Despite the meager torque figure, the Quattro AWD system makes this car seriously quick. From a standstill, booting the throttle pressing you into the cosseting seat as the RS5 rockets forward with nary a hint of wheelspin. Just all four tires digging into the asphalt like a cheetah in full acceleration. The free revving nature of the engine makes it quite easy to hit the redline before you realize an upshift is necessary. Attacking a tight corner reveals just how nimble this chassis is when equipped with Rear Sport Differential. Just like the Audi S4 I tested last year, the differential can route power between the rear wheels, adding more torque to the outside wheel when cornering to aid in rotating the car. Unlike the S4 however, the RS5's huge tires cling to the road with such alacrity that there was no wheelspin to be had. Just the relentless acceleration through the corner and a planted, confidence-lending feeling. Yes, you have to ignore the initial brain command to back off the throttle once the first hint of understeer shows up but bury the throttle mid-corner and the RS5 rewards you by tucking in its nose and thrusting you through the apex and on to the straight, the V8 on full boil.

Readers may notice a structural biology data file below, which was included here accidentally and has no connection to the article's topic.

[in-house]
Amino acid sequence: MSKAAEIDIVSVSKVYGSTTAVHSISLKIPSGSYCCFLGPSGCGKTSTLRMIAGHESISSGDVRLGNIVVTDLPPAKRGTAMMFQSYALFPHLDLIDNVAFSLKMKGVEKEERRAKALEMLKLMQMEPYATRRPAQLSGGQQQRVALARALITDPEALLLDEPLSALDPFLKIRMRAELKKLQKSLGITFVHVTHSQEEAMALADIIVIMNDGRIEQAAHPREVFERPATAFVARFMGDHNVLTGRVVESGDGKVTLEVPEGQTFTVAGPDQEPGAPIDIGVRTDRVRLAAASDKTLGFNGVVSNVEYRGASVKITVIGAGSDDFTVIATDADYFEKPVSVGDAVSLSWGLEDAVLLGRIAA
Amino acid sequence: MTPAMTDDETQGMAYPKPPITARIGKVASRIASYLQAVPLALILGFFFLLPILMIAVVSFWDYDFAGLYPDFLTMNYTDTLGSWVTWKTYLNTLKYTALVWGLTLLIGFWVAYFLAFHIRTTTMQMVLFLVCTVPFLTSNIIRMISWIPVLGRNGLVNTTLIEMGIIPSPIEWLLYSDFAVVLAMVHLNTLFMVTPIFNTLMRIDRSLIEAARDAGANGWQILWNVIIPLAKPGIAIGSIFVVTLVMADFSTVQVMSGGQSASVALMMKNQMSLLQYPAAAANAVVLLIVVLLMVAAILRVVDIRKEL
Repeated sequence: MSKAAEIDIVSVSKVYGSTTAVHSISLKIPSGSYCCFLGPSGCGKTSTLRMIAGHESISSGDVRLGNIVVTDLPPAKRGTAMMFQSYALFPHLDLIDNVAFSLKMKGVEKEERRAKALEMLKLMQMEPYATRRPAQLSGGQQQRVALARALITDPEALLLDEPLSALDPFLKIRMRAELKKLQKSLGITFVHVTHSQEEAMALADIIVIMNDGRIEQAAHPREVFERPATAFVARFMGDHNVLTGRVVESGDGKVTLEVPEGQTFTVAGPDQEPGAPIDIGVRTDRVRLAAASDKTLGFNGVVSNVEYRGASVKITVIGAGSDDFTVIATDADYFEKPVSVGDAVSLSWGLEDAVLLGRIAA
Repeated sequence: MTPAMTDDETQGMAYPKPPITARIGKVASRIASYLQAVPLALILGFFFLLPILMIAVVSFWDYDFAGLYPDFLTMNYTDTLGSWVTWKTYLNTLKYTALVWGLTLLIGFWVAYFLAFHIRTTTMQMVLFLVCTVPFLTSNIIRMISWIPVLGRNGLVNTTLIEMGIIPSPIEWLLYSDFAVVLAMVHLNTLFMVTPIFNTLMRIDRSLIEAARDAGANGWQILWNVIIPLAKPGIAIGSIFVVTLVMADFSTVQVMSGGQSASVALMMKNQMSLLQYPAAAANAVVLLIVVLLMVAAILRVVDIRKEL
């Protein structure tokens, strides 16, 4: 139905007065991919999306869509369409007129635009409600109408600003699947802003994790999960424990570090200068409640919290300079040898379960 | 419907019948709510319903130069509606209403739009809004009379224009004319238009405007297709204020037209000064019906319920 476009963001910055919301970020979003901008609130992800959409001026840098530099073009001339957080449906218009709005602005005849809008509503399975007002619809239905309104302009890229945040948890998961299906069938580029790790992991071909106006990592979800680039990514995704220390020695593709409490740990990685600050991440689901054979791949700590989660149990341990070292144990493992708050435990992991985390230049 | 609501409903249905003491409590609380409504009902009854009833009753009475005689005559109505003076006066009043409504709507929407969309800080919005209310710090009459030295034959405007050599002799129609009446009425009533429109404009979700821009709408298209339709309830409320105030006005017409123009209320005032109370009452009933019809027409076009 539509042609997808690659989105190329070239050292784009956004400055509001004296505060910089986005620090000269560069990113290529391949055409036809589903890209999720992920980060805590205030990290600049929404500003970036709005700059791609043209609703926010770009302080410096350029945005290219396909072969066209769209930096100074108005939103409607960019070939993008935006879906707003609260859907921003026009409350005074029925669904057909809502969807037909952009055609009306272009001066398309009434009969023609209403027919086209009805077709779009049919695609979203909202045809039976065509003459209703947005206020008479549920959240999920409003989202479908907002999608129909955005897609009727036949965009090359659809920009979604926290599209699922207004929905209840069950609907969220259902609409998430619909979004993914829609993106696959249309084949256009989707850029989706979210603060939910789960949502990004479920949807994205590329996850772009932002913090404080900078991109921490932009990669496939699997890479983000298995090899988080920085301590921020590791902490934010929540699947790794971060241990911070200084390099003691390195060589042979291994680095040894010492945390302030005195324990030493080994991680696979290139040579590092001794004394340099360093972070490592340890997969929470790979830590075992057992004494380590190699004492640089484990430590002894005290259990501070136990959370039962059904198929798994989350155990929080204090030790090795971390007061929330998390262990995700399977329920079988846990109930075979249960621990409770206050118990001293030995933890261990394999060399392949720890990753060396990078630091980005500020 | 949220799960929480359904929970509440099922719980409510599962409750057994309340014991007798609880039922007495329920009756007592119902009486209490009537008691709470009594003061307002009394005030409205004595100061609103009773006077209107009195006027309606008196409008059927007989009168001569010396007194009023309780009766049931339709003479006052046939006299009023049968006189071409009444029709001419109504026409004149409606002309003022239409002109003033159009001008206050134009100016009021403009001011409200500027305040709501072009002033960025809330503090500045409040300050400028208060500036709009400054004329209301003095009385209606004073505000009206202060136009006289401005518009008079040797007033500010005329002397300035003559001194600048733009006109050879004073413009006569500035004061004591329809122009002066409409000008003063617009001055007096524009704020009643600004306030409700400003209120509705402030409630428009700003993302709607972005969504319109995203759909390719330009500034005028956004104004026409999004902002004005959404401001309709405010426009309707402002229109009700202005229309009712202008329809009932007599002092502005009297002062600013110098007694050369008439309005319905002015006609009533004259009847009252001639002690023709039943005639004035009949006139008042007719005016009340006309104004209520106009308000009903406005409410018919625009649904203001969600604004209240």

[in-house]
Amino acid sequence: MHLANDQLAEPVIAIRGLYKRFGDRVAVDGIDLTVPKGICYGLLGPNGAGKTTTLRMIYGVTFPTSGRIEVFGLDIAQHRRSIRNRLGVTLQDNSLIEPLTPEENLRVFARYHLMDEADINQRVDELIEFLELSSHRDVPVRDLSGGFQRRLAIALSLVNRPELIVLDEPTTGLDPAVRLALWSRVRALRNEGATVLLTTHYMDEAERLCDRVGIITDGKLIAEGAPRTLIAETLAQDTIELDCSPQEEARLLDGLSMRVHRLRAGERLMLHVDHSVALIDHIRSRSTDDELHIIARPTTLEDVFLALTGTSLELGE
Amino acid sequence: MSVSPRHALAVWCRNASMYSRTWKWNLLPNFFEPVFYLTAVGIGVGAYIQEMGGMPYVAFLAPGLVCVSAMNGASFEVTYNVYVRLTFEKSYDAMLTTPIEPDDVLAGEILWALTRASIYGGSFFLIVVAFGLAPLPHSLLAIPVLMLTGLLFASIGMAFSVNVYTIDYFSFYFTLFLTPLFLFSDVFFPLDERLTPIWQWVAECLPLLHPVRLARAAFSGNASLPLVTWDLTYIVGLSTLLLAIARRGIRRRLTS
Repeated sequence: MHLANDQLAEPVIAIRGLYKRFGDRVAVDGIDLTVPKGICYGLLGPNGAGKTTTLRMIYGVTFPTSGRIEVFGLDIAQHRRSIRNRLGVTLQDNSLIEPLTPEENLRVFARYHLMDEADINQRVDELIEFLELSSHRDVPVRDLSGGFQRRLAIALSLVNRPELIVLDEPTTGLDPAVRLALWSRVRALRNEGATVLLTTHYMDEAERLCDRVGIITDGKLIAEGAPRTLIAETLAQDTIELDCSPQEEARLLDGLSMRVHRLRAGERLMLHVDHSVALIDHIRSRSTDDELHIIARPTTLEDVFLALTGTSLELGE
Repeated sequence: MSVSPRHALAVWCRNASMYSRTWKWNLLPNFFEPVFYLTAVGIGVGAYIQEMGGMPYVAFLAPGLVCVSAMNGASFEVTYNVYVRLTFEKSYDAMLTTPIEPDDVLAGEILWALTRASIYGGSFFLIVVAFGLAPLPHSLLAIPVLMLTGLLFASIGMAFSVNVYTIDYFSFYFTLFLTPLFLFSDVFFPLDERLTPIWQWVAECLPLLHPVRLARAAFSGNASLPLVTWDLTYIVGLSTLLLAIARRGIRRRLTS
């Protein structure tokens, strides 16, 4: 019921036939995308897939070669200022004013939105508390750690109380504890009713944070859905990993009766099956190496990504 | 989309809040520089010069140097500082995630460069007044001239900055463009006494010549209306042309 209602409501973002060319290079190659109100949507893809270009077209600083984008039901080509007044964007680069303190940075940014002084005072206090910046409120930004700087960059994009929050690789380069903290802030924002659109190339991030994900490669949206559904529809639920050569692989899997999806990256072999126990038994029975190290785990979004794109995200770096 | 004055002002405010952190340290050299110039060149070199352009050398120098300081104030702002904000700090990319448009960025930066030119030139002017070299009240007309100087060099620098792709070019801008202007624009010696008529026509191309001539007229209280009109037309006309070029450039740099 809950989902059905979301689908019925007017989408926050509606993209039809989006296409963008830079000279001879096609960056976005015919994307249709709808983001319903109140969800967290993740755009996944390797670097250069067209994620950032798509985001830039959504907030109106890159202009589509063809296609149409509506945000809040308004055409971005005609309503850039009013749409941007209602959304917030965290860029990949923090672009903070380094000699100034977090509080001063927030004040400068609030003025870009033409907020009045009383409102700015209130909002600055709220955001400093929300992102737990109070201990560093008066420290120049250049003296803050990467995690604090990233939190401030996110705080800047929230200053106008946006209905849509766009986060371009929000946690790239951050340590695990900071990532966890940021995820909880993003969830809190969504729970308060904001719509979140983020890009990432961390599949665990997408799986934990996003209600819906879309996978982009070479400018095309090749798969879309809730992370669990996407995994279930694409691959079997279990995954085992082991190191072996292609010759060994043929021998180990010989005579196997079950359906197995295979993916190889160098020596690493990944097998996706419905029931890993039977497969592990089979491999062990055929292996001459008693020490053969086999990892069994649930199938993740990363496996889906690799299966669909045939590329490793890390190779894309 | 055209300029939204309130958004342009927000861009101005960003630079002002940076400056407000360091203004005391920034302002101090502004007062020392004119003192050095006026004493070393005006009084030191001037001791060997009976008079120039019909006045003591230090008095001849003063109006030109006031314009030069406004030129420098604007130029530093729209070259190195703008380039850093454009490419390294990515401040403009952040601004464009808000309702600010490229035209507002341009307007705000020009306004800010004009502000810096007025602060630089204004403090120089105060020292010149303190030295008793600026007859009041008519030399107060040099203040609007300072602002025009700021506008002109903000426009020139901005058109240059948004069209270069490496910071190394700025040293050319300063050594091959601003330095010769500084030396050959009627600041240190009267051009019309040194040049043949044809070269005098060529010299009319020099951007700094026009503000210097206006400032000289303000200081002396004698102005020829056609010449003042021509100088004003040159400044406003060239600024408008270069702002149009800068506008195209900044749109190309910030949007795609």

Once back to calmer, saner speeds with the Audi Drive Select switched to Comfort, I had a chance to take in the RS5's sumptuous cabin. Bumps are felt but don't make their way through the sports seats to your behind and the exhaust, which was all LeMans racer a few minutes ago, is barely heard in the sumptuous cabin. Audi cockpits are arguably the industry standard when it comes to quality and design and here the RS5 doesn't disappoint. Leather is buttery soft and the seats are at once supportive and comfortable for long distance stints. The steering wheel is grippy and features paddle shifters that fall easily to hand while the gauges are legible and easy to read at a glance.This being a coupe, rear seat room is marginal at best but surprisingly I was able to sit behind myself without too much trouble. Wouldn't want to take a road trip back there though.